City Ranks No. 4 in Study of Fairness to Hispanics; Economic, Educational Opportunity and Residential Integration Examined

Article excerpt

Byline: Matt Soergel

Another week, another ranking of cities on important issues. Only this time, the Jacksonville metro area came out near the top.

Jacksonville ranks fourth in the country when looking at how Hispanics compare with non-Hispanic whites when it comes to residential integration and economic and educational opportunities.

That's according to a study by the Urban Institute, a nonpartisan research group based in Washington, D.C. Looking at the top 100 metro areas, it put Jacksonville behind only Palm Bay-Melbourne-Titusville, Pittsburgh and the Portland, Maine, area.

Medardo Monzon, new president of the First Coast Hispanic Chamber of Commerce, stressed that while he hadn't seen the report, "It feels right. I have noticed a positive change since coming to Jacksonville in 2003."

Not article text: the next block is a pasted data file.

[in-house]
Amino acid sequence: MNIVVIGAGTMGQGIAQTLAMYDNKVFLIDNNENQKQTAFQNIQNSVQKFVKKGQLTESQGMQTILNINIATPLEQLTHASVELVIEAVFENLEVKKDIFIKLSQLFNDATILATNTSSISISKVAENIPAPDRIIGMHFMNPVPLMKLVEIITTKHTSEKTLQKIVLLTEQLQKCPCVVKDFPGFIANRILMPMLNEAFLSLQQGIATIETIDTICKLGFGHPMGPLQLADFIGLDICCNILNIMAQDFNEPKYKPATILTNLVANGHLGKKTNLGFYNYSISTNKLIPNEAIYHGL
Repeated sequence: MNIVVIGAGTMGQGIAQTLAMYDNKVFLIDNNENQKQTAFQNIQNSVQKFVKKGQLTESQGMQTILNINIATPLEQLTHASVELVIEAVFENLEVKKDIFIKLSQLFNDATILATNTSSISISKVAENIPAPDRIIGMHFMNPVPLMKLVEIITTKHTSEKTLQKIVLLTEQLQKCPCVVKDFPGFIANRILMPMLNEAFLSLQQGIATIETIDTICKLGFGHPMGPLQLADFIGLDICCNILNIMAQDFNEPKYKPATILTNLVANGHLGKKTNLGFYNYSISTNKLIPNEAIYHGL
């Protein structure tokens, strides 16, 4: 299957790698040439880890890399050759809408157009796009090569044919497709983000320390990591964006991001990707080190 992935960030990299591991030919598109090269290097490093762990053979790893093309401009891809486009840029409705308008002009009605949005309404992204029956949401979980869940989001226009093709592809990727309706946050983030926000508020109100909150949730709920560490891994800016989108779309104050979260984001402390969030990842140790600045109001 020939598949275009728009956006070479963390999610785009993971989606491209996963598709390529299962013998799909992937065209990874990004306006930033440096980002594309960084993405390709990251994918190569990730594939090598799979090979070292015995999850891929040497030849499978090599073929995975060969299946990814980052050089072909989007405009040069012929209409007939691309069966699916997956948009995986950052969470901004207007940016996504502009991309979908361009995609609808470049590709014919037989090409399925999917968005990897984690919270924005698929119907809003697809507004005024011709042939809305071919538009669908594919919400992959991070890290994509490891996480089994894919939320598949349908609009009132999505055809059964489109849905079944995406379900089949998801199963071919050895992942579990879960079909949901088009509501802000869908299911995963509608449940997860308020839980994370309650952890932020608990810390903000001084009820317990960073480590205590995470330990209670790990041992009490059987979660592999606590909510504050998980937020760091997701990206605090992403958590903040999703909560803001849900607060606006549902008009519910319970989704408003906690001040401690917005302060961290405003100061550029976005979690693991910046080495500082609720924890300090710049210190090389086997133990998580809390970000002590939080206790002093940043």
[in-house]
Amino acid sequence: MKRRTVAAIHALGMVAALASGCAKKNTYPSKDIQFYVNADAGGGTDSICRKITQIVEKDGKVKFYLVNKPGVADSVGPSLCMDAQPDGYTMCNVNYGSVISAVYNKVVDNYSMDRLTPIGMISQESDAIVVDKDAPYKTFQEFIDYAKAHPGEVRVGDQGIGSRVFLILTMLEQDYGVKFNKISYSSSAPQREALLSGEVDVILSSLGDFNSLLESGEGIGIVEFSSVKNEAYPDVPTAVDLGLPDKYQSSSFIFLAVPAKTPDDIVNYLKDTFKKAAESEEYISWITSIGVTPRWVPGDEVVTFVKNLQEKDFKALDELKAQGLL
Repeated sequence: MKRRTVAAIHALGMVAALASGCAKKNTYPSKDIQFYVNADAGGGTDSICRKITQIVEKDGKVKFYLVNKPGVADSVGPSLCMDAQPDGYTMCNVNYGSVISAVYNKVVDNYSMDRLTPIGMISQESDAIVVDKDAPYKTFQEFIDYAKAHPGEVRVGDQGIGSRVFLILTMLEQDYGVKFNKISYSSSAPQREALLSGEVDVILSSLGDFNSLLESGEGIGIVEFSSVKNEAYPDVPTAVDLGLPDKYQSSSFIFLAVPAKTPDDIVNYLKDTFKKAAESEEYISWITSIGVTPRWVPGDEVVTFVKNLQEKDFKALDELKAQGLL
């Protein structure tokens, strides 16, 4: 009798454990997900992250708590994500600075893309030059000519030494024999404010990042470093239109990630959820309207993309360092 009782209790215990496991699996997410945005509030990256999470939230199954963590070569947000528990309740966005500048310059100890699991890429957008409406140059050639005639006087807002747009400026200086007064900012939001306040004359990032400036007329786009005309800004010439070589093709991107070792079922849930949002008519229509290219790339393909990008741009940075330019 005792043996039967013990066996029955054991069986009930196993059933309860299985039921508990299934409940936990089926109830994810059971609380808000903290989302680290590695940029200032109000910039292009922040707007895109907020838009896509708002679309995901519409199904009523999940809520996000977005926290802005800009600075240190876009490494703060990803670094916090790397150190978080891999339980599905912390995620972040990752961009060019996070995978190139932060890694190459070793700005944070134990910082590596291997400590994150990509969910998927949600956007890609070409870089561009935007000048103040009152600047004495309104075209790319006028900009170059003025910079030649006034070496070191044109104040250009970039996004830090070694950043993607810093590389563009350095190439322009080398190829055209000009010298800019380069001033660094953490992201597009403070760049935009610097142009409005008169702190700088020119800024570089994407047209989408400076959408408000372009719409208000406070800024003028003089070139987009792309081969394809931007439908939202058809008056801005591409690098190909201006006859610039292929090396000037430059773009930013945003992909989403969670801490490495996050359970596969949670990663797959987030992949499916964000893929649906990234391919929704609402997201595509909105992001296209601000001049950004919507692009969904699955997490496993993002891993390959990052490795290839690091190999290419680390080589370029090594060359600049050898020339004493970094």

Monzon, a native of Colombia who has been in the U.S. since 1981, runs an international consulting firm.

"Overall I'd say that, while there's some work to be done, it's a favorable environment," he said.

Maria Machin, who moved to the U.S. from Cuba at age 3, is more pessimistic.

She gives Jacksonville credit for its diverse neighborhoods, where Hispanics live alongside many others. And the area's large military population includes many Hispanics who are fairly well off.

But she said many Hispanics - a diverse group from many different cultures - are stereotyped, and their voices are not yet as influential in the community as their numbers.

"We don't all live in trailer parks," said Machin, who's helped formed a chapter of the League of United Latin American Citizens, a civil-rights group. "We strive for middle class, we're hard workers. But they think we're uneducated or we don't know our rights or we pick tomatoes in the field."

For its report, the Urban Institute looked at five factors, giving grades from A to F as it looked at differences for Hispanics and non-Hispanic whites: How segregated are neighborhoods? …


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